The Morton Arboretum in Illinois, USA, became the home of a collection of large sculptures created by South African artist Daniel Popper. As his largest and first significant exhibition, Human+Nature showcased five sculptures ranging from 15 to 26 feet tall across a span of 1,700 acres of land in Arboretum Garden. The theme of the display described the connection between nature and humans. And it inspires awe in people so as for them to connect more with nature. Even the Arboretum matches the exhibition concept perfectly as its mission is also to connect people with trees.

Having widespread popularity as a public art installer, Popper seems to have given his all when creating the incredible structures. The sculptures are made by combining wood, fiberglass, glass-reinforced concrete, and steel showing the perfect balance between nature and humanity.

These monumental sculptures represent the influence of the environment on the sculptor and urge others to admire the two entities, mother-nature, and humans, not as two separate things but as a single unit.

UMI, the sculpture of a mother gently cradling her baby bump, is an exceptional one among these five sculptures with a height of 20.5 feet. The name describes the creation perfectly. UMI in Arab means “mother” or “my mother.” It shows how much thought Popper has spent on creating the sculptures and the uniqueness of his creations. To us, UMI seems like she is pondering about her impending motherhood.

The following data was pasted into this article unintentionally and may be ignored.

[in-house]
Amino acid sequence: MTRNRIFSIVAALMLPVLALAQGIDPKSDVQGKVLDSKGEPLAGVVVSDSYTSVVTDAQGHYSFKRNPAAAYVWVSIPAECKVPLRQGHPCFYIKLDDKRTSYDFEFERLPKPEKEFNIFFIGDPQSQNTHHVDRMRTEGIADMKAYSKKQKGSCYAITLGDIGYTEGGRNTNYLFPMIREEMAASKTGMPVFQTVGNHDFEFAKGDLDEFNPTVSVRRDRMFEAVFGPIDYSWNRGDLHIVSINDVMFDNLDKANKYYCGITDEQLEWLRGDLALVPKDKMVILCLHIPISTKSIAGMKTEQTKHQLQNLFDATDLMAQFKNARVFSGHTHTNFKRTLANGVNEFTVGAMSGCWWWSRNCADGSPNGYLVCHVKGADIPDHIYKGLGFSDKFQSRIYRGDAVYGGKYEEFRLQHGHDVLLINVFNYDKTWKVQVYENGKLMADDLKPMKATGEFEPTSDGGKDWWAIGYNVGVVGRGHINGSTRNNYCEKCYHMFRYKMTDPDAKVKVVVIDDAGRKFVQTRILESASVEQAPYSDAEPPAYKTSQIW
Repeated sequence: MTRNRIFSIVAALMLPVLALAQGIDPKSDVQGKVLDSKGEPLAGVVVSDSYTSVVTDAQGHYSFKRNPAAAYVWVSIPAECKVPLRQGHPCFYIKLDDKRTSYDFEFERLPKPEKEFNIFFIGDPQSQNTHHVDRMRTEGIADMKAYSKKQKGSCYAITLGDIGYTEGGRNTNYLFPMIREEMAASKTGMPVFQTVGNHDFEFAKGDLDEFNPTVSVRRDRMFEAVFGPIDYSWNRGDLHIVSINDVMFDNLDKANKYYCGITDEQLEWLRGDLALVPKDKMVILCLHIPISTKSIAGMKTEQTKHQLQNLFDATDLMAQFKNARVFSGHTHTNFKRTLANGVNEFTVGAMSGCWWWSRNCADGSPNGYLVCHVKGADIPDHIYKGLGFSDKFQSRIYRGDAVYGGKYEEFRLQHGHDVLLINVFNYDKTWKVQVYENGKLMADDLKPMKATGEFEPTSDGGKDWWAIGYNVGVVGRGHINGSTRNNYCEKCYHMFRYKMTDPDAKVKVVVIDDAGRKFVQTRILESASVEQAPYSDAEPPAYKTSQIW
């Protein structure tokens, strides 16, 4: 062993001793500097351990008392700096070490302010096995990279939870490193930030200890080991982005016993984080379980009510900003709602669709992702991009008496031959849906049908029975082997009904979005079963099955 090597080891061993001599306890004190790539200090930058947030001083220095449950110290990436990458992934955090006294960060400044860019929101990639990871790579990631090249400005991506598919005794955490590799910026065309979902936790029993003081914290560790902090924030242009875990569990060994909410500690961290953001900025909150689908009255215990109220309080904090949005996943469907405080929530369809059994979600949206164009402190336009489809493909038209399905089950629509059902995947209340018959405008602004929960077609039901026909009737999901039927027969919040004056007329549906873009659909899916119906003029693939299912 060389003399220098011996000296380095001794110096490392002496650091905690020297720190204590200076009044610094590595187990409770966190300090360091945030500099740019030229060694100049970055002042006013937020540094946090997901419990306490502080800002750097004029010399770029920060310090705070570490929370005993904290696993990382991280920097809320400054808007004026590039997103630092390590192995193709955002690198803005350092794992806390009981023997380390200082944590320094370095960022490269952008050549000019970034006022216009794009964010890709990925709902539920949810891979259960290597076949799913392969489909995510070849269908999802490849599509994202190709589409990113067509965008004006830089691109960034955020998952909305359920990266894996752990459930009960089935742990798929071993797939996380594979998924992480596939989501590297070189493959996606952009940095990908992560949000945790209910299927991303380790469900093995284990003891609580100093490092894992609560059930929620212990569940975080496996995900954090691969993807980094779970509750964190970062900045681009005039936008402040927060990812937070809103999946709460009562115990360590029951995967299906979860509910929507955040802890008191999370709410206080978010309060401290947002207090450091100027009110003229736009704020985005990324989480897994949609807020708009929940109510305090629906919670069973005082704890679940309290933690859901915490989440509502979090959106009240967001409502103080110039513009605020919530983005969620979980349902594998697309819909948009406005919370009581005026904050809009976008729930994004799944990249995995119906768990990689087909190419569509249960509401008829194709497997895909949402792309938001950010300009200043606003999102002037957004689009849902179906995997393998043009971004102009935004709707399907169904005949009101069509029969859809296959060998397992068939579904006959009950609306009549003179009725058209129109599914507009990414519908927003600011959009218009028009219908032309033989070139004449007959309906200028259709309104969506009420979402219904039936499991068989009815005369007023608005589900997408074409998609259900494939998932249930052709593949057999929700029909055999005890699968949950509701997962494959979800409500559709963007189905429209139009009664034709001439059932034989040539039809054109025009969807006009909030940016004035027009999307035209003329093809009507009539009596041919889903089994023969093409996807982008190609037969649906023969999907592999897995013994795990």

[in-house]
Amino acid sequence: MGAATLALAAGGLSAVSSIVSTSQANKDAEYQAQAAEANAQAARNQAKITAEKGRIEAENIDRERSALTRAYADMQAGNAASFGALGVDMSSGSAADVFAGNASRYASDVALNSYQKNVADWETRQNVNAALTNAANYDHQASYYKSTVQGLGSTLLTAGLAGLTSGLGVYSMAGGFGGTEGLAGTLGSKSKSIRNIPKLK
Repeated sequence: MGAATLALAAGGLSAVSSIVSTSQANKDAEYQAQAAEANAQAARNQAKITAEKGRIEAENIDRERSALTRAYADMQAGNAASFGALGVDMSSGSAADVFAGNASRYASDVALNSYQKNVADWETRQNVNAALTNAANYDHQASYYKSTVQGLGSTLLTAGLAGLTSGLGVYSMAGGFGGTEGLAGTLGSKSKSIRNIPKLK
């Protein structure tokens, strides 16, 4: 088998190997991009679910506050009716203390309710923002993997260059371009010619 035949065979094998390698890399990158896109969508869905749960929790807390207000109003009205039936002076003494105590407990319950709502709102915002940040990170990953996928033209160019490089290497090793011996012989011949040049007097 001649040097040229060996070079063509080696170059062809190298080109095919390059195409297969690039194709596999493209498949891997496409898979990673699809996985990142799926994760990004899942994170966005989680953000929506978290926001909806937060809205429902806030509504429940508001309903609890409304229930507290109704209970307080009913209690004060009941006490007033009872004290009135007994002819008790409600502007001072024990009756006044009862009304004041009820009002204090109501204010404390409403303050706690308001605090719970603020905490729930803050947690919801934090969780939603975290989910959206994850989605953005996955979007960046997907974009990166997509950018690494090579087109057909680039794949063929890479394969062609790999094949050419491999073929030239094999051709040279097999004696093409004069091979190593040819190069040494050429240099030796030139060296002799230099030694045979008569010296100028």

The way those entwined branches are cradling the baby safely in her arms is beautiful. It reminds us how nature cradles her human children safely around her arms, protecting them all the time.

Another sculpture in the collection, named Heartwood, depicts a woman’s place split into two parts as leaves fluttering across her body. The two parts are separated so that people can walk between them. One side of the sculpture shows a human fingerprint, and the other side shows the Heartwood of the tree, which is like the fingerprint of a tree containing its oldest growing rings. With this, Popper shows the interconnectedness, the similarity between people and trees. It also speaks out that both parties equally belong to nature.

Each sculpture has a separate story behind it. But Popper is more interested in letting the viewers come up with their thoughts rather than pondering the message he tries to give out. As a true nature lover and an artist, Popper loves nature and tries to show its importance, which he managed to fulfill through his masterpieces.

Below are the pictures of the sculptures from Human+Nature for you to enjoy. The exhibition will run for at least a year. If you love nature and art, visit the Morton Arboretum and watch these fantastic creations through your eyes.

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